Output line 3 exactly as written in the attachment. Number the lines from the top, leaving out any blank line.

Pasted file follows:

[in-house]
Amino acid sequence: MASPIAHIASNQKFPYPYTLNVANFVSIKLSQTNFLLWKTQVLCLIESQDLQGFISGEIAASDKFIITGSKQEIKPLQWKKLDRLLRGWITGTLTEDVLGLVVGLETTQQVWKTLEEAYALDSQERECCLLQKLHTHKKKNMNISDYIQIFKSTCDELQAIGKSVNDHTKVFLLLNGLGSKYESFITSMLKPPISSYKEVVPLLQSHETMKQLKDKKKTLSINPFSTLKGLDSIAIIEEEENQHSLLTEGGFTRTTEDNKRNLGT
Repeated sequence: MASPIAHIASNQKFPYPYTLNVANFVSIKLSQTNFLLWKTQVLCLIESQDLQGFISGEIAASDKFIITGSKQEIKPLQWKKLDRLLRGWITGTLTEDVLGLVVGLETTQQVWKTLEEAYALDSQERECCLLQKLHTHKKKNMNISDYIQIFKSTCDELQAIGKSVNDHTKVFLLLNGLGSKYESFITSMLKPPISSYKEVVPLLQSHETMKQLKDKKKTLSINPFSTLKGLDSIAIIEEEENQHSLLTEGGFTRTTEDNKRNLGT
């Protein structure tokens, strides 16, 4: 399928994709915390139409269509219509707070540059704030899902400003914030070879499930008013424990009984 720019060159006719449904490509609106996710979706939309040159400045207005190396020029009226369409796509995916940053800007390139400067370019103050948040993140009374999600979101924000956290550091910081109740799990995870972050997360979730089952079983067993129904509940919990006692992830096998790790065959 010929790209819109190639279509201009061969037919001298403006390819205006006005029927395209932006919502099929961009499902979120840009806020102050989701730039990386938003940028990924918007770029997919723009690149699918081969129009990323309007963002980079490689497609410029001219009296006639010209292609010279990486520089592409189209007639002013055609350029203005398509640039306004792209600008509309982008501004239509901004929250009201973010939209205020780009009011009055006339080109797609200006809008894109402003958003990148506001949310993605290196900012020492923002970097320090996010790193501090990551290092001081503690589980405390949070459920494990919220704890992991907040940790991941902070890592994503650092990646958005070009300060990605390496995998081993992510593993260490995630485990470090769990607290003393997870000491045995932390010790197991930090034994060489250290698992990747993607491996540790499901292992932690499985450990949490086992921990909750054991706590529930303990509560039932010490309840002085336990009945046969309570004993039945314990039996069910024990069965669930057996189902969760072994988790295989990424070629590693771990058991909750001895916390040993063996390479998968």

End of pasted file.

Repeated sequence: MASPIAHIASNQKFPYPYTLNVANFVSIKLSQTNFLLWKTQVLCLIESQDLQGFISGEIAASDKFIITGSKQEIKPLQWKKLDRLLRGWITGTLTEDVLGLVVGLETTQQVWKTLEEAYALDSQERECCLLQKLHTHKKKNMNISDYIQIFKSTCDELQAIGKSVNDHTKVFLLLNGLGSKYESFITSMLKPPISSYKEVVPLLQSHETMKQLKDKKKTLSINPFSTLKGLDSIAIIEEEENQHSLLTEGGFTRTTEDNKRNLGT